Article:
12. The element of claim 11, wherein:
said base material is mounted on a mandrel;
said retainer is removed by radial expansion of said mandrel.
13. The element of claim 5, wherein:
said second material becomes harder on exposure to well fluids.
14. The element of claim 1, wherein:
said base material comprises an open cell foam.
15. The element of claim 4, wherein:
said base material swells beyond its relaxed dimension when downhole fluid enters said passages.
16. The element of claim 15, wherein:
said second material changes dimension when exposed to downhole fluids in said passages.
17. The element of claim 16, wherein:
said second material at least obstructs a plurality of said passages when exposed to downhole fluids.
18. The element of claim 17, wherein:
said second material seals off a plurality of said passages when exposed to downhole fluids.
19. The element of claim 18, wherein:
said second material comprises a swelling clay.
20. The element of claim 1, wherein:
said second material comprises discrete particles that agglomerate with each other in said passages on exposure to downhole fluids.
21. The element of claim 20, wherein:
the cross-sectional area of said particles of said second material after exposure to downhole fluids is at least one third the cross-sectional area of the passage in which it is then disposed.
Description
FIELD OF THE INVENTION

The field of this invention is sealing devices downhole and more particularly those that involve a sealing element that swells with exposure to fluids and most particularly to an element whose passages get blocked when swelling occurs.

BACKGROUND OF THE INVENTION

Packers are used downhole to isolate portions of a wellbore from each other. There are many styles of packers. Some set by longitudinal compression of the sealing element by fluid pressure applied to a setting tool or by mechanical force such as from setting down weight. Other designs involve elements that are inflated. More recently, elements that swell to a sealing position on exposure to well fluids have been used. There have been many variations as outlined below.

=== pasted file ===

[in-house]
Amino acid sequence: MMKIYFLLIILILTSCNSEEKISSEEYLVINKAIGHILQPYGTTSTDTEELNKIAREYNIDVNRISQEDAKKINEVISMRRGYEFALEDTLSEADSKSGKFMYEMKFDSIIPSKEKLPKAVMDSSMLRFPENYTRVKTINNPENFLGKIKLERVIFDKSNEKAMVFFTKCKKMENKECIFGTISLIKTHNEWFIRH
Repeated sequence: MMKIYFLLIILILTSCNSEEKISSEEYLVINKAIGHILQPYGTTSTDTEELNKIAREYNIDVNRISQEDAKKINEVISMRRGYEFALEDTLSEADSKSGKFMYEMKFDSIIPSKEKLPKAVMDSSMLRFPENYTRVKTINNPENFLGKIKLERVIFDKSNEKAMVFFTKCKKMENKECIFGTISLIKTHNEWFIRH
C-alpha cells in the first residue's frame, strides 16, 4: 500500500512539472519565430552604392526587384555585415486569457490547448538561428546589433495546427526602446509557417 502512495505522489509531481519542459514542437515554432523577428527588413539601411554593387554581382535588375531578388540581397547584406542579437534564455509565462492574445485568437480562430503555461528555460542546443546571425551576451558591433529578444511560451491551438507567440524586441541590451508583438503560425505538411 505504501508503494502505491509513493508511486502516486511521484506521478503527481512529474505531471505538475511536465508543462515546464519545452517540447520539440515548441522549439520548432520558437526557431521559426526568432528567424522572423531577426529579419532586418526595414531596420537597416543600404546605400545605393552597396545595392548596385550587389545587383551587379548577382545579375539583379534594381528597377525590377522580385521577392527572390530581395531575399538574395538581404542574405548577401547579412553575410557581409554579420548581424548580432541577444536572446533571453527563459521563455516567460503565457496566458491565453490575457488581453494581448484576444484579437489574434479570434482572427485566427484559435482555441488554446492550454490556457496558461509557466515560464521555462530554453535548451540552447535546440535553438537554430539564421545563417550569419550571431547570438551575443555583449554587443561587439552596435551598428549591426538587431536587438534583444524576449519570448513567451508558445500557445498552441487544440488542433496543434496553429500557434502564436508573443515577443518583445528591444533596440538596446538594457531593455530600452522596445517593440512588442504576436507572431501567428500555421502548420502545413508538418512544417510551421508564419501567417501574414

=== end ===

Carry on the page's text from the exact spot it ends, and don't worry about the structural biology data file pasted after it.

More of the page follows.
Packers have been used that employ elements that respond to the surrounding well fluids and swell to form a seal. Many different materials have been disclosed as capable of having this feature and some designs have gone further to prevent swelling until the packer is close to the position where it will be set. These designs were still limited to the amount of swelling from the sealing element as far as the developed contact pressure against the surrounding tubular or wellbore. The amount of contact pressure is a factor in the ability to control the level of differential pressure. In some designs there were also issues of extrusion of the sealing element in a longitudinal direction as it swelled radially but no solutions were offered. A fairly comprehensive summation of the swelling packer art appears below:

I. References Showing a Removable Cover Over a Swelling Sleeve

1) Application US 2004/0055760 A1

    • FIG. 2a shows a wrapping 110 over a swelling material 102. Paragraph 20 reveals the material 110 can be removed mechanically by cutting or chemically by dissolving or by using heat, time or stress or other ways known in the art. Barrier 110 is described in paragraph 21 as an isolation material until activation of the underlying material is desired. Mechanical expansion of the underlying pipe is also contemplated in a variety of techniques described in paragraph 24.

2) Application US 2004/0194971 A1